Synthetic and recombinant vaccines based on peptides, mimotopes and permutational polyepitopes

M. M. Putz, G. Jung, C. P. Muller

    Research output: Chapter in Book/Report/Conference proceedingChapterpeer-review


    The current life-attenuated measles vaccine recommended for every child of at least 9 months of age is one of the safest and most effective vaccines. However, the vaccine has a few draw backs which may be felt only during later stages of the WHO measles programme. There is a consensus that the development of new measles vaccines cannot wait until their availability becomes obvious and urgent. However, the lack of animal models to assess the risk of atypical measles (a severe syndrome that developed after immunization with a killed vaccine) has been a major obstacle that has only recently been overcome. Numerous experimental vaccines for immunization during early infancy, revaccination of adults or for mass vaccination by non-invasive routes have been proposed [1]. The strategies developed in our laboratory include peptides, conjugate and recombinant polyepitope vaccines based on sequential epitopes. The rational of this approach has been previously discussed [2]. The biological and structural characteristics of these epitopes have been carefully evaluated to assess their usefulness. Although the conformation of peptides is in general very unstable, studies of antigenicity and immunogenicity paired with molecular modeling iteratively shape the understanding of peptide-antibody interactions. Here we describe such an approach for two sequential, neutralizing epitopes of the measles virus (MV) hemagglutinin (H) protein.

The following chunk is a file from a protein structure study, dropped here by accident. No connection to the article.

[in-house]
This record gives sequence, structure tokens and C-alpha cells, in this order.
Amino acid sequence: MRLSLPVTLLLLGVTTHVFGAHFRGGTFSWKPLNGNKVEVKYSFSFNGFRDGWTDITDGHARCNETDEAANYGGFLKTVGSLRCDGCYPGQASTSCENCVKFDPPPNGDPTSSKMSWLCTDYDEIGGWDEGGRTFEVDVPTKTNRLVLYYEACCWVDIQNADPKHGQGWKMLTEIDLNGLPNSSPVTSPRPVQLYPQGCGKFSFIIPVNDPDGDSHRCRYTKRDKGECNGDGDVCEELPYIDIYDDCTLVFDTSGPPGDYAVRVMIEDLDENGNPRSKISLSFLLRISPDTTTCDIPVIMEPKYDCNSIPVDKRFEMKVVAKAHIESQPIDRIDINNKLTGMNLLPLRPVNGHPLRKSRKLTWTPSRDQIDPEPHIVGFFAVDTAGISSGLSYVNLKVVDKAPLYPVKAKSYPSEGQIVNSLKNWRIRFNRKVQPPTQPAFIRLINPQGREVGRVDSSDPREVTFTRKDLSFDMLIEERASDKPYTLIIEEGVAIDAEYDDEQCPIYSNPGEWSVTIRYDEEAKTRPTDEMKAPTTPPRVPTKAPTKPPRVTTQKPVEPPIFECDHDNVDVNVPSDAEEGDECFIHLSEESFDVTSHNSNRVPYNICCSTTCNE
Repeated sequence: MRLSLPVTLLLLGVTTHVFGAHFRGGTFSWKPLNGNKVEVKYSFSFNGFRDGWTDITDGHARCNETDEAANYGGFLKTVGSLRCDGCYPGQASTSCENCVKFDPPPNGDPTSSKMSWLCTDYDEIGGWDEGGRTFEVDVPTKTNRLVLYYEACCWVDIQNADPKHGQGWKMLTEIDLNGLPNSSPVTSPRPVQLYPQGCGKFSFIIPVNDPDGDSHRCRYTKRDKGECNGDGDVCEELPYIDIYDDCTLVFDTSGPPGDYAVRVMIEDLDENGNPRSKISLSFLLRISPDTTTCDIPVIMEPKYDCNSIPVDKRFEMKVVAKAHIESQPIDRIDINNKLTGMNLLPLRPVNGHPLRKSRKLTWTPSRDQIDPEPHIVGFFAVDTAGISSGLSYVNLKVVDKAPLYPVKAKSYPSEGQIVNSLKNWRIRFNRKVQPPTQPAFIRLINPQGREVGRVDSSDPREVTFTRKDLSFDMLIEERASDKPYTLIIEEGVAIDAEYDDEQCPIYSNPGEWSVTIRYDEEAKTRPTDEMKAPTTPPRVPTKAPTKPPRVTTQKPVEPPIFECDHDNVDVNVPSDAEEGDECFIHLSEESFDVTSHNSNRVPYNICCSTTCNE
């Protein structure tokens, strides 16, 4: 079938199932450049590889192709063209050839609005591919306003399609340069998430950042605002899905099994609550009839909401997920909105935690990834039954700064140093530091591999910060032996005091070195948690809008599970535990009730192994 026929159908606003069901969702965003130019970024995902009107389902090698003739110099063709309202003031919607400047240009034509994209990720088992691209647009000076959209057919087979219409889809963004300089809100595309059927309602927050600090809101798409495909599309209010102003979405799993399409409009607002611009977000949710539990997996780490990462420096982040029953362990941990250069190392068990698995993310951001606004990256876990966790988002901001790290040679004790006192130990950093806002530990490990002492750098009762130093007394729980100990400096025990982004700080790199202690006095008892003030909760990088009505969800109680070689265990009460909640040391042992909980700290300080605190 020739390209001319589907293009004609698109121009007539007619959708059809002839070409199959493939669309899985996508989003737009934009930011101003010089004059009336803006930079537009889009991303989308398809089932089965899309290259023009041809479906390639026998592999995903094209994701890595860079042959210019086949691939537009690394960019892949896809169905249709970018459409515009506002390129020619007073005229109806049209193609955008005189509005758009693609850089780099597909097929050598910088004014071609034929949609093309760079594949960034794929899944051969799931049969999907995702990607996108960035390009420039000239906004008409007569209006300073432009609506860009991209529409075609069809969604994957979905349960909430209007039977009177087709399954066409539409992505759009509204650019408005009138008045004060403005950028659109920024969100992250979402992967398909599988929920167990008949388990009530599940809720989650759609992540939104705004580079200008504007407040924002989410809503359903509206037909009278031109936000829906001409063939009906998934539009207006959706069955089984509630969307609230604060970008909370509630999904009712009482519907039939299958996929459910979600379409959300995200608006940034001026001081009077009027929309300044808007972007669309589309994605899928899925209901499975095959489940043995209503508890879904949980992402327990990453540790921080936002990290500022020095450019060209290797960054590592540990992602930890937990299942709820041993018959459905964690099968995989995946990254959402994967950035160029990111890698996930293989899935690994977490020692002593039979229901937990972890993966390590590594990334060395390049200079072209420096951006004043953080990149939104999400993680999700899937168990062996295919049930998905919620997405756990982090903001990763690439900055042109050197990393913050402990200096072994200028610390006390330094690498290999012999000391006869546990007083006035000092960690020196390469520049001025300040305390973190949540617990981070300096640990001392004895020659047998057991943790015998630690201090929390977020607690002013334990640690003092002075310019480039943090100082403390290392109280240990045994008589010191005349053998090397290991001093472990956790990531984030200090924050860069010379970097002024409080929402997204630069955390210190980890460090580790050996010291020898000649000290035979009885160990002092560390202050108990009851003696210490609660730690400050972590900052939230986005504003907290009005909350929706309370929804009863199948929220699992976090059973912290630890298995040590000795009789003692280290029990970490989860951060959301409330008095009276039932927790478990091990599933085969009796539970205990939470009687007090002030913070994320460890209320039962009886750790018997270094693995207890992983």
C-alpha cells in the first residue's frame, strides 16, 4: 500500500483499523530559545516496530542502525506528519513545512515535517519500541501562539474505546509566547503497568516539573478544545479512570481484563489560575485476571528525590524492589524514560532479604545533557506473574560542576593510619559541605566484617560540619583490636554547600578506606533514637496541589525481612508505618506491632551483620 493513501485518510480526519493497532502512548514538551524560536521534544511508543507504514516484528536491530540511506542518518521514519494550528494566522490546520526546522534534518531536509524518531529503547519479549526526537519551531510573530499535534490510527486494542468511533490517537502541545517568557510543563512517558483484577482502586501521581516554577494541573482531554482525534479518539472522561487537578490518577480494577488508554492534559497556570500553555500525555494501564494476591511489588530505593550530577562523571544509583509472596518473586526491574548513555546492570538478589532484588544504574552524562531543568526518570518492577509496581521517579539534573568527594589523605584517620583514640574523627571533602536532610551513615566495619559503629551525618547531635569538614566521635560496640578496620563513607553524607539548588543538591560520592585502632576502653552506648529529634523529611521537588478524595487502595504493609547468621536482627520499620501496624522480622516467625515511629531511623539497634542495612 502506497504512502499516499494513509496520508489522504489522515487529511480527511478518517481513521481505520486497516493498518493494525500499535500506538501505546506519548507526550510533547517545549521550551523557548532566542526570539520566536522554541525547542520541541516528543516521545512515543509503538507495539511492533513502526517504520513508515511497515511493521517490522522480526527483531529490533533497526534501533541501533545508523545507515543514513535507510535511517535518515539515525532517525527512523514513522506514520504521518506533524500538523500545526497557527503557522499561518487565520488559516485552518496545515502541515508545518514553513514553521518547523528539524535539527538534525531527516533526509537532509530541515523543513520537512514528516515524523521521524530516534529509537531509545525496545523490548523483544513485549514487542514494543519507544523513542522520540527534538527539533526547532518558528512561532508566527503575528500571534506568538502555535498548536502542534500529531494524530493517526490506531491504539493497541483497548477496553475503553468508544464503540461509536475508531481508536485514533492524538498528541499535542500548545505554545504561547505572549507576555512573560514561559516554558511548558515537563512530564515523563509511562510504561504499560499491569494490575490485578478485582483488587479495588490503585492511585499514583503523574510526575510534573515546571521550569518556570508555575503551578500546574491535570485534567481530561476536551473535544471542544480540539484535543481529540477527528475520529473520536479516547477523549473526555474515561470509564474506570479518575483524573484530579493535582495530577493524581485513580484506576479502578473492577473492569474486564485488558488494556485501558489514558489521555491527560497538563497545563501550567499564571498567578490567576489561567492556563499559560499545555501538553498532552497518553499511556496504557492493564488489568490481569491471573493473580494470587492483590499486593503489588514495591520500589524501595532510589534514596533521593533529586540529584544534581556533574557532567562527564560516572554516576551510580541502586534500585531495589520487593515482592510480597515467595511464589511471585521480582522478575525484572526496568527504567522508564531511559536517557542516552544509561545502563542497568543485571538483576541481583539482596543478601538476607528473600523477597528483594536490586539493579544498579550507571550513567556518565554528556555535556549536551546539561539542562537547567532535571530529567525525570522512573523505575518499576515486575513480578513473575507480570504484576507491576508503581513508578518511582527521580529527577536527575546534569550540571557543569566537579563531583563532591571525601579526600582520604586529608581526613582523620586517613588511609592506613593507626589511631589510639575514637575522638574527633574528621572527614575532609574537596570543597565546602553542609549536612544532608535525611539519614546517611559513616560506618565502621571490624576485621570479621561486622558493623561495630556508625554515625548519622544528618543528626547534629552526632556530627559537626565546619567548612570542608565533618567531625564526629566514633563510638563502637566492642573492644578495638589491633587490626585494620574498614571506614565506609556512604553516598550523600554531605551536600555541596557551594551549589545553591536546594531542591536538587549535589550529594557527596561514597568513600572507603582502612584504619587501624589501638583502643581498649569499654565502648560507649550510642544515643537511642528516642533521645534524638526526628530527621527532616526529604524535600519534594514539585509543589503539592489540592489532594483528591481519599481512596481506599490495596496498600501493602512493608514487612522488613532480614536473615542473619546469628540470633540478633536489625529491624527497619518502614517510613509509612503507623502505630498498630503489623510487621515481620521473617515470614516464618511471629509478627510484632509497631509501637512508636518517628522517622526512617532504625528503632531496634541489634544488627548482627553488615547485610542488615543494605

Original languageEnglish
    Title of host publicationInnovations and perspectives in Solid Phase Synthesis & Combinatorial Libraries
    EditorsR. Epton
    Place of PublicationKingswinford
    PublisherMayflower Worldwide Limited
    Number of pages4
    ISBN (Print)9780951573556
    Publication statusPublished - Jan 2004


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